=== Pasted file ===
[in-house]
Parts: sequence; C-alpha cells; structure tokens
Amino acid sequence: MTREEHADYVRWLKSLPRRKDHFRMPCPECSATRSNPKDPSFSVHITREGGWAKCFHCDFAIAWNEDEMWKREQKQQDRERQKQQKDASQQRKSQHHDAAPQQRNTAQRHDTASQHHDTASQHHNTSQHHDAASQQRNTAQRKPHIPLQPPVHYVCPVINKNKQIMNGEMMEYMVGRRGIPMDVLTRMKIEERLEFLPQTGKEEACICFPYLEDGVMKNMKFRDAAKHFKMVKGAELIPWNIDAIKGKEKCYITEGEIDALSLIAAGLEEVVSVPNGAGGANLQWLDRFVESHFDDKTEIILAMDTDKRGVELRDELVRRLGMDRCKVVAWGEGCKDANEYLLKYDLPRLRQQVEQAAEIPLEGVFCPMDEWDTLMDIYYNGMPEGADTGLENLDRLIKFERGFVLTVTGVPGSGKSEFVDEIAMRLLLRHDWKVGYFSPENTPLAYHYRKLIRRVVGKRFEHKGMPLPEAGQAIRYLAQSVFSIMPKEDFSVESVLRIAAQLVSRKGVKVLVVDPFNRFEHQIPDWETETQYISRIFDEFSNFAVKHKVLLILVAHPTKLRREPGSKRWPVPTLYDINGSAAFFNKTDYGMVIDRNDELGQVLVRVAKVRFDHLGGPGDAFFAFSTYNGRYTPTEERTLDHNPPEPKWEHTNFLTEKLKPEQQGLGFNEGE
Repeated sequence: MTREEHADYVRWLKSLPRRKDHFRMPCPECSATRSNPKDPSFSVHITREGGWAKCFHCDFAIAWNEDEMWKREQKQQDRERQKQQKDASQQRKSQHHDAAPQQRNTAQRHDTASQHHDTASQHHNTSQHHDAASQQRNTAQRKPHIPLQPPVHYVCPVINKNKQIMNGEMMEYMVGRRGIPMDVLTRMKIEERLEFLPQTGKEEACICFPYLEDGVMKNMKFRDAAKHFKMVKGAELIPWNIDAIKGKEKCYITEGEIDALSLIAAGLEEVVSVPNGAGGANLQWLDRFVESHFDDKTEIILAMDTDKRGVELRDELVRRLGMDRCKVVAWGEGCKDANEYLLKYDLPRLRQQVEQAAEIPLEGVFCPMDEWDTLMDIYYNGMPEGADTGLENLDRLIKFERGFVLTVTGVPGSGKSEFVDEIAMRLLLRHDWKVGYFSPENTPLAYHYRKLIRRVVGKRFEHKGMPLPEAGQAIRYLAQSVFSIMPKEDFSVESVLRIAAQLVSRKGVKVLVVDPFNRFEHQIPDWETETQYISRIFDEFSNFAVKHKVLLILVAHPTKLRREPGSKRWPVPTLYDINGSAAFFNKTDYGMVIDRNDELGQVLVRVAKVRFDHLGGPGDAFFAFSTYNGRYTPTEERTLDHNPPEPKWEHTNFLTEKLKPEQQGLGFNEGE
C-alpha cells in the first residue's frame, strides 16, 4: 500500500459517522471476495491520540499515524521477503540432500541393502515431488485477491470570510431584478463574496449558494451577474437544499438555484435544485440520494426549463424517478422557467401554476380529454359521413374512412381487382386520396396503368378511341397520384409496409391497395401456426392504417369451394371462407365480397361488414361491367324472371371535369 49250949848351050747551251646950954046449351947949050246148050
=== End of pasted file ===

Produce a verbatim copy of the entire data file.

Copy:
[in-house]
Parts: sequence; C-alpha cells; structure tokens
Amino acid sequence: MTREEHADYVRWLKSLPRRKDHFRMPCPECSATRSNPKDPSFSVHITREGGWAKCFHCDFAIAWNEDEMWKREQKQQDRERQKQQKDASQQRKSQHHDAAPQQRNTAQRHDTASQHHDTASQHHNTSQHHDAASQQRNTAQRKPHIPLQPPVHYVCPVINKNKQIMNGEMMEYMVGRRGIPMDVLTRMKIEERLEFLPQTGKEEACICFPYLEDGVMKNMKFRDAAKHFKMVKGAELIPWNIDAIKGKEKCYITEGEIDALSLIAAGLEEVVSVPNGAGGANLQWLDRFVESHFDDKTEIILAMDTDKRGVELRDELVRRLGMDRCKVVAWGEGCKDANEYLLKYDLPRLRQQVEQAAEIPLEGVFCPMDEWDTLMDIYYNGMPEGADTGLENLDRLIKFERGFVLTVTGVPGSGKSEFVDEIAMRLLLRHDWKVGYFSPENTPLAYHYRKLIRRVVGKRFEHKGMPLPEAGQAIRYLAQSVFSIMPKEDFSVESVLRIAAQLVSRKGVKVLVVDPFNRFEHQIPDWETETQYISRIFDEFSNFAVKHKVLLILVAHPTKLRREPGSKRWPVPTLYDINGSAAFFNKTDYGMVIDRNDELGQVLVRVAKVRFDHLGGPGDAFFAFSTYNGRYTPTEERTLDHNPPEPKWEHTNFLTEKLKPEQQGLGFNEGE
Repeated sequence: MTREEHADYVRWLKSLPRRKDHFRMPCPECSATRSNPKDPSFSVHITREGGWAKCFHCDFAIAWNEDEMWKREQKQQDRERQKQQKDASQQRKSQHHDAAPQQRNTAQRHDTASQHHDTASQHHNTSQHHDAASQQRNTAQRKPHIPLQPPVHYVCPVINKNKQIMNGEMMEYMVGRRGIPMDVLTRMKIEERLEFLPQTGKEEACICFPYLEDGVMKNMKFRDAAKHFKMVKGAELIPWNIDAIKGKEKCYITEGEIDALSLIAAGLEEVVSVPNGAGGANLQWLDRFVESHFDDKTEIILAMDTDKRGVELRDELVRRLGMDRCKVVAWGEGCKDANEYLLKYDLPRLRQQVEQAAEIPLEGVFCPMDEWDTLMDIYYNGMPEGADTGLENLDRLIKFERGFVLTVTGVPGSGKSEFVDEIAMRLLLRHDWKVGYFSPENTPLAYHYRKLIRRVVGKRFEHKGMPLPEAGQAIRYLAQSVFSIMPKEDFSVESVLRIAAQLVSRKGVKVLVVDPFNRFEHQIPDWETETQYISRIFDEFSNFAVKHKVLLILVAHPTKLRREPGSKRWPVPTLYDINGSAAFFNKTDYGMVIDRNDELGQVLVRVAKVRFDHLGGPGDAFFAFSTYNGRYTPTEERTLDHNPPEPKWEHTNFLTEKLKPEQQGLGFNEGE
C-alpha cells in the first residue's frame, strides 16, 4: 500500500459517522471476495491520540499515524521477503540432500541393502515431488485477491470570510431584478463574496449558494451577474437544499438555484435544485440520494426549463424517478422557467401554476380529454359521413374512412381487382386520396396503368378511341397520384409496409391497395401456426392504417369451394371462407365480397361488414361491367324472371371535369 49250949848351050747551251646950954046449351947949050246148050